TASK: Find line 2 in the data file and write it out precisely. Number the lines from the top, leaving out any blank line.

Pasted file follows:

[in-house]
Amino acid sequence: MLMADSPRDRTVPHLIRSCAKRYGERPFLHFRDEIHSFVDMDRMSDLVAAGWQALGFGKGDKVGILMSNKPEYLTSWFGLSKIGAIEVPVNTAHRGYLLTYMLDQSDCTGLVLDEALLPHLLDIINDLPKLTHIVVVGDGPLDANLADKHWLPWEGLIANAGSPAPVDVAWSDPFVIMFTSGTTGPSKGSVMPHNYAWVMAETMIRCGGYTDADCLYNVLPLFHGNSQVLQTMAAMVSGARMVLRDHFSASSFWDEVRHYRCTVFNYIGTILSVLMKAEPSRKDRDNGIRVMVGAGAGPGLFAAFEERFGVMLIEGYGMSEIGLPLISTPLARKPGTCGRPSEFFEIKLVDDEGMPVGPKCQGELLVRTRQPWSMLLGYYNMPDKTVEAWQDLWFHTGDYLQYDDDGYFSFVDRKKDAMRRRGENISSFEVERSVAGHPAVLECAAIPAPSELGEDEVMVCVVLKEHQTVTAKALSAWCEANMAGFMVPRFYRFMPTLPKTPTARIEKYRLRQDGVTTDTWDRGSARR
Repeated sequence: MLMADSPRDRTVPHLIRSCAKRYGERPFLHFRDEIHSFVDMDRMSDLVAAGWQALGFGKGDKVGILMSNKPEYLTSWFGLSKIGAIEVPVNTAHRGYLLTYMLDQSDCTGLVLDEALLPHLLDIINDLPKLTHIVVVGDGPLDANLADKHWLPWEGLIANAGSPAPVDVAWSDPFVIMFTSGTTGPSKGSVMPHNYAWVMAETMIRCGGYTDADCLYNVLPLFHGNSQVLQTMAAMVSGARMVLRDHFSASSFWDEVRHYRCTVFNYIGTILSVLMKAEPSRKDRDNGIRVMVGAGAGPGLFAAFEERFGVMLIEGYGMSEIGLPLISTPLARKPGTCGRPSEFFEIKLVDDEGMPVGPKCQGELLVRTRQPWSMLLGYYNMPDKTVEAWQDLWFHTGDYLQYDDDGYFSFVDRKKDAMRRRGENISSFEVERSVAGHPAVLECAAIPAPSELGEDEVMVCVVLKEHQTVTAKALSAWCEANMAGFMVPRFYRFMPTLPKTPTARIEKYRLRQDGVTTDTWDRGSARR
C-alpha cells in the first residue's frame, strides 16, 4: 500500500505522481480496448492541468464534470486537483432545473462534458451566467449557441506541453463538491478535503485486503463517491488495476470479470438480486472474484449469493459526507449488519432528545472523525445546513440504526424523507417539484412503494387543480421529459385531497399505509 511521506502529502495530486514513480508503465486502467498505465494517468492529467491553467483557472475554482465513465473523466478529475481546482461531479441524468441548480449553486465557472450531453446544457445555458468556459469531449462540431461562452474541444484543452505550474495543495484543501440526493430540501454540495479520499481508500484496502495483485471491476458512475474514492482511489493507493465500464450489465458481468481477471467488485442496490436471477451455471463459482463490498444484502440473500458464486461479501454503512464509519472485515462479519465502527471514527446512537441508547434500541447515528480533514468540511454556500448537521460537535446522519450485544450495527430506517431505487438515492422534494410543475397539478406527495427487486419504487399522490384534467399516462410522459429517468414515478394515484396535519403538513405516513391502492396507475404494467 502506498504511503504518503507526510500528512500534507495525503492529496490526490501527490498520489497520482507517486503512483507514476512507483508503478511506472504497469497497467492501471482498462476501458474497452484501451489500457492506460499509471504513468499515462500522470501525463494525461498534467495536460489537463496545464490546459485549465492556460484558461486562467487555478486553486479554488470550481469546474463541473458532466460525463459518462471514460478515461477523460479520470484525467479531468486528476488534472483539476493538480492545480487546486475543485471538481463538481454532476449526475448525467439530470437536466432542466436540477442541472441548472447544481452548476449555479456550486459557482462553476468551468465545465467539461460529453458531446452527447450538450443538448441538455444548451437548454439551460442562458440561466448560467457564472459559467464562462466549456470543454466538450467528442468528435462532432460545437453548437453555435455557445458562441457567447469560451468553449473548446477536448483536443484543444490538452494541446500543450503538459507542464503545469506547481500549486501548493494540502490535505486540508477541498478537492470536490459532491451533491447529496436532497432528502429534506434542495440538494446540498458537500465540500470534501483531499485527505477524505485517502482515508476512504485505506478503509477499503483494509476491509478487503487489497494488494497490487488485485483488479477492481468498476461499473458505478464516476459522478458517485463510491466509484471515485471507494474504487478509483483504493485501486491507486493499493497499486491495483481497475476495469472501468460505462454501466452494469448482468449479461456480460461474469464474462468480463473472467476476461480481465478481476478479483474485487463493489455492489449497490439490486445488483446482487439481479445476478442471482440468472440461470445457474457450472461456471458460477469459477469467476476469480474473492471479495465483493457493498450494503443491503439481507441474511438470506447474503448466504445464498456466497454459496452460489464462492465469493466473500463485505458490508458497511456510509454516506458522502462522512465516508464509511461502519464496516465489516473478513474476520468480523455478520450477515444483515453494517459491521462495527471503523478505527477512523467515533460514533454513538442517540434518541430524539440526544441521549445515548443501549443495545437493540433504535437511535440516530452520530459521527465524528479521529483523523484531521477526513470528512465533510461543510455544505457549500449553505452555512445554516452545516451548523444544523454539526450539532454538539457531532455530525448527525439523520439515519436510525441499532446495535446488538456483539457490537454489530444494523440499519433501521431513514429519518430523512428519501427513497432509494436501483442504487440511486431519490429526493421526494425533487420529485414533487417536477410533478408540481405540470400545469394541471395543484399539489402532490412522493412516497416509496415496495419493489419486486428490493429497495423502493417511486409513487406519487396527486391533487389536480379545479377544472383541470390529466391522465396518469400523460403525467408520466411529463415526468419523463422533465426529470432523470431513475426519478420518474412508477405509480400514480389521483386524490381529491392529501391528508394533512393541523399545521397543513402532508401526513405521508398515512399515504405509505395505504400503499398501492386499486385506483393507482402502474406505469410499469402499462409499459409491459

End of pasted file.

Amino acid sequence: MLMADSPRDRTVPHLIRSCAKRYGERPFLHFRDEIHSFVDMDRMSDLVAAGWQALGFGKGDKVGILMSNKPEYLTSWFGLSKIGAIEVPVNTAHRGYLLTYMLDQSDCTGLVLDEALLPHLLDIINDLPKLTHIVVVGDGPLDANLADKHWLPWEGLIANAGSPAPVDVAWSDPFVIMFTSGTTGPSKGSVMPHNYAWVMAETMIRCGGYTDADCLYNVLPLFHGNSQVLQTMAAMVSGARMVLRDHFSASSFWDEVRHYRCTVFNYIGTILSVLMKAEPSRKDRDNGIRVMVGAGAGPGLFAAFEERFGVMLIEGYGMSEIGLPLISTPLARKPGTCGRPSEFFEIKLVDDEGMPVGPKCQGELLVRTRQPWSMLLGYYNMPDKTVEAWQDLWFHTGDYLQYDDDGYFSFVDRKKDAMRRRGENISSFEVERSVAGHPAVLECAAIPAPSELGEDEVMVCVVLKEHQTVTAKALSAWCEANMAGFMVPRFYRFMPTLPKTPTARIEKYRLRQDGVTTDTWDRGSARR